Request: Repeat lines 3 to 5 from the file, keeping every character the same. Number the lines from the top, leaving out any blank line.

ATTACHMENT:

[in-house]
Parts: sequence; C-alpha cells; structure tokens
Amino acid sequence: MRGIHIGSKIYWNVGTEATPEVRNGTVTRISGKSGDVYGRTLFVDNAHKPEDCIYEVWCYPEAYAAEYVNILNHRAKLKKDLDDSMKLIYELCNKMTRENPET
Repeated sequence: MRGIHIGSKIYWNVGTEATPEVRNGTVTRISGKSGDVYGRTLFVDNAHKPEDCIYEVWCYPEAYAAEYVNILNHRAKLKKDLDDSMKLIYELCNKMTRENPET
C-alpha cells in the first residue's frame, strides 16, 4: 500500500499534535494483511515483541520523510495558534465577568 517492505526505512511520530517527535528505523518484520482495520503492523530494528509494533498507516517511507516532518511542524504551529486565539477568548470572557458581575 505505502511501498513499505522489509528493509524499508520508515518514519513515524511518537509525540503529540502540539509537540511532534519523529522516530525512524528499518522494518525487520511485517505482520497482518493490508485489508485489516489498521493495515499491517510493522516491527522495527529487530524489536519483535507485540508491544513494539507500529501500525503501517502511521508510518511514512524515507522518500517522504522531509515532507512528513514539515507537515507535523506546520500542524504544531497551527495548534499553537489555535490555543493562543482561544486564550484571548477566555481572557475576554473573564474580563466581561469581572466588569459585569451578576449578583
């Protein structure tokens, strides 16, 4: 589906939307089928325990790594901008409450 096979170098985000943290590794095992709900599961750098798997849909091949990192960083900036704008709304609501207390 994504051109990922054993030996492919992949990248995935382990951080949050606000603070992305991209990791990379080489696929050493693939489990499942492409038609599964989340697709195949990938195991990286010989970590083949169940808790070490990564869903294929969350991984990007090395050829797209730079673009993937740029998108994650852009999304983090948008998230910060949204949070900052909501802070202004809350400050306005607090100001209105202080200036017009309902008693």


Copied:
Amino acid sequence: MRGIHIGSKIYWNVGTEATPEVRNGTVTRISGKSGDVYGRTLFVDNAHKPEDCIYEVWCYPEAYAAEYVNILNHRAKLKKDLDDSMKLIYELCNKMTRENPET
Repeated sequence: MRGIHIGSKIYWNVGTEATPEVRNGTVTRISGKSGDVYGRTLFVDNAHKPEDCIYEVWCYPEAYAAEYVNILNHRAKLKKDLDDSMKLIYELCNKMTRENPET
C-alpha cells in the first residue's frame, strides 16, 4: 500500500499534535494483511515483541520523510495558534465577568 517492505526505512511520530517527535528505523518484520482495520503492523530494528509494533498507516517511507516532518511542524504551529486565539477568548470572557458581575 505505502511501498513499505522489509528493509524499508520508515518514519513515524511518537509525540503529540502540539509537540511532534519523529522516530525512524528499518522494518525487520511485517505482520497482518493490508485489508485489516489498521493495515499491517510493522516491527522495527529487530524489536519483535507485540508491544513494539507500529501500525503501517502511521508510518511514512524515507522518500517522504522531509515532507512528513514539515507537515507535523506546520500542524504544531497551527495548534499553537489555535490555543493562543482561544486564550484571548477566555481572557475576554473573564474580563466581561469581572466588569459585569451578576449578583